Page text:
But it isn’t just the writing style. I mean, if you used the same technique with my parents, using just selectively curated ‘sayings’, you would get a ridiculously false and caricatured portrait of who they were and what they cared about. And my grandmother (from the same era as Ann Hannah) was an infinitely more complex being than my memories suggest, as I learned in the latter years of my parents’ lives.
But the other problem with this approach is the temptation to recast such subjects in the mould of one’s own agenda, and I think that McLellan is looking for affirmation of her own feminism: to me it looks as if she wants her ‘strong, determined’ grandmother to be a working-class version of a first-wave feminist. That section about the suffragette movement was excessive given that there was, as she admits, no evidence that her grandmother took any interest in it, or knew anything about it, or ever had any opinions about women’s rights. It’s drawing a long bow IMO to suggest that Ann Hannah became a ‘strong, determined’ woman because of it… would we ever suggest that there were no ‘strong, determined’ women prior to the suffragette era?
Thanks for this Lisa. You make some fair points. However, I was intrigued by the whole idea of a psychological biography, which I hadn’t heard of before, and by the idea of applying that to an “ordinary” person. (I love discovering new “forms” of writing.) I didn’t get the impression that she saw her grandmother as a working class version of a first-wave feminist – so if I’ve implied that, I’m sorry. What I meant was that you could possibly argue that, in a time when women were on the hustings, the impact “could” be felt by all. An analogy could be the 1970s, say, when there were only a few feminist activists, relatively speaking, but the results of their work – the provision of child care, the relaxation of abortion laws, etc, etc – was enjoyed by all women (including those who were adamant they were not feminists). I certainly wouldn’t argue that there were not strong women before – there patently were – but I’m suggesting that the consciousness-raising created by feminist action could very well have made it easier for more women to be strong. (The more the zeitgeist is with you, etc etc.) McLellan doesn’t specifically argue that it was cause and effect for her grandmother. She simply says that Ann Hannah lived during this time of feminist upheaval, she wonders how much of it Ann Hannah was aware of, and concludes that regardless of what Ann Hannah knew she did live her life as “a strong determined woman”.
McLellan’s overriding point, as I read it, is that this women, whom McLellan, as a young woman growing up had seen as a quiet person and almost just part of the furniture, was a woman who was stronger and more resilient than she’d realised and who had had some experiences that illuminate aspects of women’s lives. She doesn’t claim to provide a full portrait of Ann Hannah’s life, so I don’t think we can criticise this work as a caricature. We could do so, perhaps, if she claimed to be writing a biography, but in her introduction she makes very clear that she couldn’t do this because “I didn’t know enough about the experiences that shaped Ann Hannah’s life to write a meaningful biography”.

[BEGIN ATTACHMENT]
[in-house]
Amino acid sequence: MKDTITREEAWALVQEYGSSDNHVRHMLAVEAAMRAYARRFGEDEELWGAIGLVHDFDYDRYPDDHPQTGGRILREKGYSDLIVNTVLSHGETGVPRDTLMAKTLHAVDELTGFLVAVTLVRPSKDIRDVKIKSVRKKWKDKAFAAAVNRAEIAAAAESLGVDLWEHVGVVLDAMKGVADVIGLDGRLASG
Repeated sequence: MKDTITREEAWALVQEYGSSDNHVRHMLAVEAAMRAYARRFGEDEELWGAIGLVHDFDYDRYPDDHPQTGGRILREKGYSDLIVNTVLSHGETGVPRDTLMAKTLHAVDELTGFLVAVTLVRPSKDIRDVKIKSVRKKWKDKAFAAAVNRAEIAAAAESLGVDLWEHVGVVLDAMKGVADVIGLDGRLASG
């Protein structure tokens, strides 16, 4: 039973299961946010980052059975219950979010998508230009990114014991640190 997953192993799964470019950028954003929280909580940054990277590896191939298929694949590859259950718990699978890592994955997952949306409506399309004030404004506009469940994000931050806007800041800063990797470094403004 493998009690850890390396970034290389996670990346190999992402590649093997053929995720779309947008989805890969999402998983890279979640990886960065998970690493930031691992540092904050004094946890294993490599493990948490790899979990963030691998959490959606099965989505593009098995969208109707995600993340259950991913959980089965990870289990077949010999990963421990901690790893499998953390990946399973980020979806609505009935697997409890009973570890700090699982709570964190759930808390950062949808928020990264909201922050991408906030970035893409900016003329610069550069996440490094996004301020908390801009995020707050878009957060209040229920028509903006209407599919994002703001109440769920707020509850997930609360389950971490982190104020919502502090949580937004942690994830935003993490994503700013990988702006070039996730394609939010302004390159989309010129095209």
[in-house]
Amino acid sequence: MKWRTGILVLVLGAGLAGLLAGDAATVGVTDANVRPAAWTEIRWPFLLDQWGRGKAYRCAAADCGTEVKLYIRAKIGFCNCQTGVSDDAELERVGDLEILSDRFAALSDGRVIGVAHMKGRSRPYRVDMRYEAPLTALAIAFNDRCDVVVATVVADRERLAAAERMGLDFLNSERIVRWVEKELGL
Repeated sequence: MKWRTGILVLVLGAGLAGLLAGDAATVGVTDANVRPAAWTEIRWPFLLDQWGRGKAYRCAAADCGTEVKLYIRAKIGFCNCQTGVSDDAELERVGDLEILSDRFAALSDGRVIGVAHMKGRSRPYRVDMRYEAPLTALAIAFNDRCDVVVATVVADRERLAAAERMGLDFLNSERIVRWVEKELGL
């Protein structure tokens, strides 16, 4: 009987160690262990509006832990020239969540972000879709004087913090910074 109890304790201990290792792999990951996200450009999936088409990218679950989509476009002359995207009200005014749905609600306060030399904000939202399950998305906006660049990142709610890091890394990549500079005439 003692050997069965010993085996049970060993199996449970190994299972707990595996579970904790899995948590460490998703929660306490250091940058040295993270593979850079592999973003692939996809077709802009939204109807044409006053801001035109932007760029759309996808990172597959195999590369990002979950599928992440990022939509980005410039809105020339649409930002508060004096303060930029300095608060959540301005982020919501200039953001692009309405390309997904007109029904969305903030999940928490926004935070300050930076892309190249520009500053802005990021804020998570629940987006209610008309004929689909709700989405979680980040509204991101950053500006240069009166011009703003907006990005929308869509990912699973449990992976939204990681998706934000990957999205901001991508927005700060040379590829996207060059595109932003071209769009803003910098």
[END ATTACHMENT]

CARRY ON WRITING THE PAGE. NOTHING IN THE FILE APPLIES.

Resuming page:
The writing IS fairly dry, but it’s clear, well-structured, and is not full of jargon or academic lingo. It’s also, at 150pp, pretty tight. So, I didn’t find it at all a boring read. But, horses for courses, eh?
Thank you for this post, WG. I have never heard of such a genre. Looks like the author had to put in a lot of speculative writing.
I’m glad I’m not the only one Deepika! In some ways I don’t think she did put in a lot of speculative writing. Instead, she explored ideas around the issue, and wondered about the degree to which they illuminated her grandmother. She rarely speculates on what her grandmother actually felt, though she draws some conclusions by applying her research to her grandmother’s observable behaviour. That’s probably the strength of what she’s done here. The long bow I felt she might be drawing at the beginning, felt less so by the time I got to the end!
Oops, this post slipped back to page 2 of pending emails and from there might easily have been lost. I think all our grandmothers were, if not stronger than we realised, then at least faced difficulties of which we are only dimly aware. My own grandparents were all a generation younger than Ann Hannah (and all Australian born). My mother’s parents in particular I knew quite well, but if they had favourite sayings I’m blowed if I remember them. Mum’ll be over here soon, I’ll ask her. And as Lisa says I’m not sure anyway their sayings would be representative of their lives.
Glad you found it Bill! Every now and then I sort my emails by sender to make sure I’ve not missed posts from you, Lisa, and several other bloggers I don’t want to miss.
I agree that the sayings may not be representative of their lives, which would be a problem if she were trying to write a traditional biography. As it is, I think she decided to focus on what made her grandmother resilient – and the sayings did help her research and suss out that. But, as you say, most women were strong because they had to face so much as you say. One of my grandmothers – the one whose main saying I have written about – was born in 1893 (died 1986) and the other was born in 1902 and died 1982. I don’t remember so many of this one’s specific sayings but I do remember that many of them had to do with luck and superstition. But that would certainly misrepresent her character and achievements. But, do ask your Mum, I’d love to know.
I remember nothing really, about my grandfathers’ sayings though I remember them themselves pretty well. I was 14 when I lost my first grandparent and in my 30s for the other three so I knew them all reasonably well.
I have not heard of psychological biography before, how interesting! How was it she found these sayings by her grandmother? Did they come from family stories?
Oh, I’m glad I’m not the only one, Stefanie, though given the Wikipedia article it is clearly “a thing”. Her grandmother lived with her family for 40 years, including the first 19 years of the author’s life before she left home, so she’d heard them all from her grandmother. What she hadn’t done, though, was take a lot of interest in her grandmother’s life at that time. Her grandmother was someone who quietly worked away helping around the house while the author, as young people do, got on with her own life which, to a young person, tends to be far more interesting than that of an old lady! I have a book here on family history titled “We should have asked grandma”. It’s clearly a common failure!